People are often surprised at how much of my total investments are in Exchange Traded Funds (ETFs). The assumption is that because I am an active long-term investor and short-term derivative and ETF trader I likely have few if any ETFs outside of a tax-free account.
But this is not the case. Just over 50% of my investments are in ETFs and I am increasing this to around 60% over the next couple of years.
I consider 50% of a portfolio in ETFs to be the absolute minimum. The reasoning is simple. The biggest risk to my portfolio is not some rating agency or a foot-in-mouth politician – it is me.
Benjamin Graham, author of The Intelligent Investor, summed it up best when he said, “The investor’s chief problem and even his worst enemy is likely to be himself”.
The risk is I buy the wrong share (done that); hold onto a bad share for far too long (done that); miss new trends (done that). The list of personal investment risks goes on. A core selection of ETFs also gives me instant diversification across asset classes and geographies. For example, I know little about selecting property ETFs so I just buy the CoreShares SA Property Income ETF (share code: CSPROP) and I get the largest property stocks. Want US exposure? Buy the S&P500.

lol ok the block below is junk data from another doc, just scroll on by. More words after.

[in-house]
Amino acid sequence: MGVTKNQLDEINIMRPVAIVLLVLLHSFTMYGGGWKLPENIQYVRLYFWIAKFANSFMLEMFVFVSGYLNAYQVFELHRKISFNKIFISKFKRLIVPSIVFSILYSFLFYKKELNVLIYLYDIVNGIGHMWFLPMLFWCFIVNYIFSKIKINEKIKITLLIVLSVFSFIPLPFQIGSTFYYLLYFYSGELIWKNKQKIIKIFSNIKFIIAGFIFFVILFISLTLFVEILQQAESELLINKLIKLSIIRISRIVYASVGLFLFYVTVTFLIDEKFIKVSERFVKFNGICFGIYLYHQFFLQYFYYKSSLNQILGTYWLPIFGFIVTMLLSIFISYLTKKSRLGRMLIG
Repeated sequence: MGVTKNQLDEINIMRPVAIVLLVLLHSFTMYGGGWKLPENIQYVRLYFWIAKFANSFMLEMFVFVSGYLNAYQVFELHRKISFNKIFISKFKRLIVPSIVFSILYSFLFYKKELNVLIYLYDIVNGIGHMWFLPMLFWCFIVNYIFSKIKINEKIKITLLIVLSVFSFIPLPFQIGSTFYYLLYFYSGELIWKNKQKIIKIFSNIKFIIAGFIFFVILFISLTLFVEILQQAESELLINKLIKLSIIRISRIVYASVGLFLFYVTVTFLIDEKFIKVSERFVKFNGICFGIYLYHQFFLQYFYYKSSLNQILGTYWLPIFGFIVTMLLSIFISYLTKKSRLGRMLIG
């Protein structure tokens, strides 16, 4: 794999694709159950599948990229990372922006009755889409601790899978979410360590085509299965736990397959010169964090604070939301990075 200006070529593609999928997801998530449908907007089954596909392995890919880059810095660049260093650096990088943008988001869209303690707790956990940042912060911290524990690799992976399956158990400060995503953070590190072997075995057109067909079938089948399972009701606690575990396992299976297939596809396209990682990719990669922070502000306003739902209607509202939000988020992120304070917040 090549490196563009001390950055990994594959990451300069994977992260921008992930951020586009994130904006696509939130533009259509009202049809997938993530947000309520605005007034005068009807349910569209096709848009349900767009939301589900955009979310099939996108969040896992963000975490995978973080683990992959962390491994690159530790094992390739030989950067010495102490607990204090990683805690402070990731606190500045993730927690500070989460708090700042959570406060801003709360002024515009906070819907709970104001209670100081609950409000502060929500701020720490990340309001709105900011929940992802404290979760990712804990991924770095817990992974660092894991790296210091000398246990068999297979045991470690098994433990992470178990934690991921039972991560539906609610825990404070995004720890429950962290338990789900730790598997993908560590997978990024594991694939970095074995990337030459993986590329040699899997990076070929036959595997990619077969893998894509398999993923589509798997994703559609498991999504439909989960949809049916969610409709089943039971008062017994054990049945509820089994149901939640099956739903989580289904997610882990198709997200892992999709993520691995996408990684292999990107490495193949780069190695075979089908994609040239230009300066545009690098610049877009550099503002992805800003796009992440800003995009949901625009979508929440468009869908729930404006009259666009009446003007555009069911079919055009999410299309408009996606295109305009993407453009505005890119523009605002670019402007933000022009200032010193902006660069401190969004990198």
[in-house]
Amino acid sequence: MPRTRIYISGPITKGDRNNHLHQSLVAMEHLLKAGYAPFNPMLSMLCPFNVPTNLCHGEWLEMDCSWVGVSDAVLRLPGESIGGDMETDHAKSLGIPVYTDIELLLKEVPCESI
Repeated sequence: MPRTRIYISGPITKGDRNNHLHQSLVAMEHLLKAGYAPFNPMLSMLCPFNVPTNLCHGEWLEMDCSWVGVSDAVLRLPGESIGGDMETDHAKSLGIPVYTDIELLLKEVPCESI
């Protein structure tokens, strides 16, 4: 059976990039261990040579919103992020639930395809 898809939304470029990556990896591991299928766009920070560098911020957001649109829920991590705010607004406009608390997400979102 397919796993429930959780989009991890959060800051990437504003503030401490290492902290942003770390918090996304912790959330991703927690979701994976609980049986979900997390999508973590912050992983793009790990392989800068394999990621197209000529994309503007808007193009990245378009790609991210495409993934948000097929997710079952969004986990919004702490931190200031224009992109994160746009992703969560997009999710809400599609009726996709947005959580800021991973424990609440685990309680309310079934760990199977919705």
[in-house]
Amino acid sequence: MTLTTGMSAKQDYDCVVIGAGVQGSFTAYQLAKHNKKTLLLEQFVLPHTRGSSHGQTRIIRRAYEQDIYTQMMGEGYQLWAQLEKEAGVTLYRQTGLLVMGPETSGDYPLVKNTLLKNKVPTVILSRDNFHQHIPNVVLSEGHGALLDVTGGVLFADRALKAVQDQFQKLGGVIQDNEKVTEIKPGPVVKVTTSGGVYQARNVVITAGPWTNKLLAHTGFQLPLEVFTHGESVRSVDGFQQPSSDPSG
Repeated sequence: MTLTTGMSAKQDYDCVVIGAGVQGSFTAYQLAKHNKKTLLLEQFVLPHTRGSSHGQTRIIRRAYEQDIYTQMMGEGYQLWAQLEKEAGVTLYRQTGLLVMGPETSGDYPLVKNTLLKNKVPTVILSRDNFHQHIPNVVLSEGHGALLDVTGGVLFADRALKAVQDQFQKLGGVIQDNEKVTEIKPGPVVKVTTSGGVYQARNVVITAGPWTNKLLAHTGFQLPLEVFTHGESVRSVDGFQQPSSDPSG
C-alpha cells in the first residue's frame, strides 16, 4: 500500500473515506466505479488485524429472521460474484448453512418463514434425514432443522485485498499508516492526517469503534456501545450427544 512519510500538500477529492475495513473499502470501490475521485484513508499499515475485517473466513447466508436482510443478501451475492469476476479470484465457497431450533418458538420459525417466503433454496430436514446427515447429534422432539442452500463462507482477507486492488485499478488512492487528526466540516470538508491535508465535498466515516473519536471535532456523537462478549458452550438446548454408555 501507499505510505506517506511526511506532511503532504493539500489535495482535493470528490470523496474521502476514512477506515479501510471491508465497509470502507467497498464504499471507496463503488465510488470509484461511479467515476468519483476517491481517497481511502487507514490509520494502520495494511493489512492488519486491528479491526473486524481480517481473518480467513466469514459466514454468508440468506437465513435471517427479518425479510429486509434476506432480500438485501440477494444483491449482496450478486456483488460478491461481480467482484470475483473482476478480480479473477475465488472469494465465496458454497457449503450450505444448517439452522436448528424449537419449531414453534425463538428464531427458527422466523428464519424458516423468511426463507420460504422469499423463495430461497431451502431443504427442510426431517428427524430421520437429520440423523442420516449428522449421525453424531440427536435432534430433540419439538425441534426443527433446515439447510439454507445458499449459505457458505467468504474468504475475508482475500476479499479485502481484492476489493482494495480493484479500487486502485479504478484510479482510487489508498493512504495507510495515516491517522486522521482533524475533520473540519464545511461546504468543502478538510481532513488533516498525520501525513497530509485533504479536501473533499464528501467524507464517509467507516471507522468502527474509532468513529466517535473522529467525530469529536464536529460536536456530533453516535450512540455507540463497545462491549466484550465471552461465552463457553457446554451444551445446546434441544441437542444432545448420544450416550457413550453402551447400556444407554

By putting 50% of my portfolio into general market ETFs, I remove myself from the process ensuring that at least half my portfolio will generate market returns that will, over time, beat inflation and create wealth.
For a newbie to the stock market 100% should go into ETFs with the first R36k every year going straight into a tax-free account. In fact, most South Africans should stick with 100% in ETFs and create wealth over time.
When your confidence grows and you already have a large pile of ETFs, you can start down the road of individual share investing. But do so cautiously always remembering to top up your ETF investments to keep this part of your portfolio at least 50%.
If you decide to only invest in ETFs, that’s perfectly fine and likely you’ll be richer for that decision as you’ll never own a dog of a share that’ll cost you money.
The bottom line is that ETFs should form the core of every portfolio with a minimum of 50% regardless of the investor’s knowledge and experience.